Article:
The Photographer’s Guide to Creating Business Cards That Stand Out (Premium)

Let’s be incredibly honest about business cards: for the most part they’re very boring. I can’t tell you how many times photographers have handed me business cards and then afterward they simply just sit on my desk. Sometimes I’ll care enough to look back at them but most of the times I’ll just throw them away and try to find another way to contact them if anything. But the problem with most of these cards is that they don’t stand out to me at all. Many of them are bland. Some of them are cliche and a whole lot of them are simply just ugly. Every now and again though, I get a card that is gorgeous. If you want a business card that stands out, then keep reading.

Give Someone a Print (Or something Like It)

As a photographer, you’re supposed to give someone an impression of the type of work that you’re capable of. So a business card for you should be some sort of branding. With that said, choose a few of your favorite photos from your portfolio and put them onto the cards. To be clear, I mean that you should have somewhere around five different business cards. Everyone will look at them and realize that they’re far different from everything out there. One side should be the print and the other side should have all your information. Go ahead and put these into someone’s hand and you’ll be amazed at their reactions. Many people have never seen business cards like this before and so they’re either confused or really amazed at the effort that you put into showing yourself off.

This sort of design can be done very easily not only at your local Staples but more importantly from a company like That’s where most photographers get their cards made if they’re not making them themselves at home. Because of the cost of ink and paper, I generally don’t recommend doing them yourself.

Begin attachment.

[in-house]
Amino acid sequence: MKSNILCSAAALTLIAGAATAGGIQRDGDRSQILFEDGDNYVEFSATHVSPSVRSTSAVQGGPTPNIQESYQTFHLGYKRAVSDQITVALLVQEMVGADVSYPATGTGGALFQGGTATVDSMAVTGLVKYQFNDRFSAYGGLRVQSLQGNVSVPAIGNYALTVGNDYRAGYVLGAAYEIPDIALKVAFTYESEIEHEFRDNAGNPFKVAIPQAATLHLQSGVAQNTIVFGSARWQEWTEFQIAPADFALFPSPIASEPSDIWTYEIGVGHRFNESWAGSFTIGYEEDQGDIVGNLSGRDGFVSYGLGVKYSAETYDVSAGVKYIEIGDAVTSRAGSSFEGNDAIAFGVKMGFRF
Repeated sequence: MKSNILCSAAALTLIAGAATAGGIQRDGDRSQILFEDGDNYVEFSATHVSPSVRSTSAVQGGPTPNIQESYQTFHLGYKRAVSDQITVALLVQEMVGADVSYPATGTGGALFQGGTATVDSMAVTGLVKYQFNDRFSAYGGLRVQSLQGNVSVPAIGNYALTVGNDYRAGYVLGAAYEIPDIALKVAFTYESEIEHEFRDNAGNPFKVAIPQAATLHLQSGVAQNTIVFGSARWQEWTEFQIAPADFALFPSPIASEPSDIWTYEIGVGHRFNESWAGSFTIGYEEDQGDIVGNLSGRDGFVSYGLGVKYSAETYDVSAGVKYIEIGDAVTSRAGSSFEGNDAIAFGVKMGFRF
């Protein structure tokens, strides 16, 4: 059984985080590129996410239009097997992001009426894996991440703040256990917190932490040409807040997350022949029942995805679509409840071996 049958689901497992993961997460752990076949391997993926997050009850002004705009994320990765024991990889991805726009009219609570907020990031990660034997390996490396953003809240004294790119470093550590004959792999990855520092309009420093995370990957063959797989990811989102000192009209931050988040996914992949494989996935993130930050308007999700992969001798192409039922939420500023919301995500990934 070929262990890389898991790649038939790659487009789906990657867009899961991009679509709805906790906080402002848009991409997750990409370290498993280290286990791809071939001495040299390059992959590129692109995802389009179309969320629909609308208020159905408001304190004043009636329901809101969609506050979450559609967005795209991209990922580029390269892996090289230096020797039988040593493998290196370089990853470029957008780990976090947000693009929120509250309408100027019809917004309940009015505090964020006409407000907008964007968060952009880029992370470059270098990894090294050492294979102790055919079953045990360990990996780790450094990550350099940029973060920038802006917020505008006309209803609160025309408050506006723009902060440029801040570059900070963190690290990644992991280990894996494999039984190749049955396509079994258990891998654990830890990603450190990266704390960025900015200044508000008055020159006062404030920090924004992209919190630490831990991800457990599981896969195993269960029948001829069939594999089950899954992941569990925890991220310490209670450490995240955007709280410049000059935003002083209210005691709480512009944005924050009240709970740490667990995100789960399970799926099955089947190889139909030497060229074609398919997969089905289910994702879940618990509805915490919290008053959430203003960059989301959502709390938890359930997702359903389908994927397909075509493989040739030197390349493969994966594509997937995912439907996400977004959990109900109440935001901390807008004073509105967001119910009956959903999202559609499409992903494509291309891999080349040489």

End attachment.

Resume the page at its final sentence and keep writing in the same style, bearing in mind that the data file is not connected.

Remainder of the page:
Additionally, the other thing that I’d do is make your cards have an either luster or glossy finish. This way, they’ll be much different from most other business cards out there that otherwise have a matte finish. Well, that and at that size, glossy photos just look really nice.

Shapes and Designs

Believe it or not, this is really important. Years ago, every photographer was all about those small rectangular business cards from MOO. Why? It was the cool thing to do. Photographers have for the most part moved away from that and have either gone square or back to rectangular. But these shapes vary. Some cards have very hard, rectangular edges. Others have rounded edges. The rounded edges stand out a lot more from the harder, rectangular sides unless the card is some sort of cardboard type of stock. Thicker business cards also stand out. My personal cards look like Polaroids/Instax film. They’re purposely designed to look that way for mass appeal to a variety of photographers, people, editors, etc.

NFC: The Party Trick

One of the latest offerings in the business card world merges modern technology with the traditional business card. Some business cards have an NFC chip located in the middle of them. MOO also does this, and as you can probably tell, I’m pretty smitten with the services that MOO offers. NFC stands for near field communication and if the person that you’re talking to has an Android device or a Windows phone, then their phones have NFC built in. So if the enable NFC and you swipe the card around the back of the device, your information will be pinged from the embedded microchip in the business card. That will give them all your information on the card. You can customize what comes up too!

From there, the person that you’re meeting with can simply save your information in their phone.

It generally makes life really easy.

Meaningful Conversation

Of course, what I’m going to also add into this is that you should include meaningful conversation that will make people want to follow up with you. If you simply throw down a business card then they’ll generally act bewildered. But if you form a meaningful connection, then they’ll be much happier and better off.

Chris Gampat

Chris Gampat is the Editor in Chief, Founder, and Publisher of the Phoblographer. He also likes pizza.